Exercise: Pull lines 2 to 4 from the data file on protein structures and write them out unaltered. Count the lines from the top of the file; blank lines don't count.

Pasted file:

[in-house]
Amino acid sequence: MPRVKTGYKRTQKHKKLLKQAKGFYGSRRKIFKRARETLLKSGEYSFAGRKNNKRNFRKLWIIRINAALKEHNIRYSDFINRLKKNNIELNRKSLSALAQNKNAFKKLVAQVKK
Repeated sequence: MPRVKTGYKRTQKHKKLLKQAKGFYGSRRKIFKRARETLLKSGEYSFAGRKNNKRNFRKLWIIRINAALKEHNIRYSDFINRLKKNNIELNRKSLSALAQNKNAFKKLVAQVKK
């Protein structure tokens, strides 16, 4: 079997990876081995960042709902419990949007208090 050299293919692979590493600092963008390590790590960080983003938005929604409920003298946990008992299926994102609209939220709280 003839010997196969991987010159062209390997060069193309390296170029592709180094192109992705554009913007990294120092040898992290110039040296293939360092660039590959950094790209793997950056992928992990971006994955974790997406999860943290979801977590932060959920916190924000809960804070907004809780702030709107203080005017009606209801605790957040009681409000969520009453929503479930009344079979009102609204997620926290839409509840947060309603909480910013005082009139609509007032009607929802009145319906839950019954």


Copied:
Amino acid sequence: MPRVKTGYKRTQKHKKLLKQAKGFYGSRRKIFKRARETLLKSGEYSFAGRKNNKRNFRKLWIIRINAALKEHNIRYSDFINRLKKNNIELNRKSLSALAQNKNAFKKLVAQVKK
Repeated sequence: MPRVKTGYKRTQKHKKLLKQAKGFYGSRRKIFKRARETLLKSGEYSFAGRKNNKRNFRKLWIIRINAALKEHNIRYSDFINRLKKNNIELNRKSLSALAQNKNAFKKLVAQVKK
């Protein structure tokens, strides 16, 4: 079997990876081995960042709902419990949007208090 050299293919692979590493600092963008390590790590960080983003938005929604409920003298946990008992299926994102609209939220709280 003839010997196969991987010159062209390997060069193309390296170029592709180094192109992705554009913007990294120092040898992290110039040296293939360092660039590959950094790209793997950056992928992990971006994955974790997406999860943290979801977590932060959920916190924000809960804070907004809780702030709107203080005017009606209801605790957040009681409000969520009453929503479930009344079979009102609204997620926290839409509840947060309603909480910013005082009139609509007032009607929802009145319906839950019954």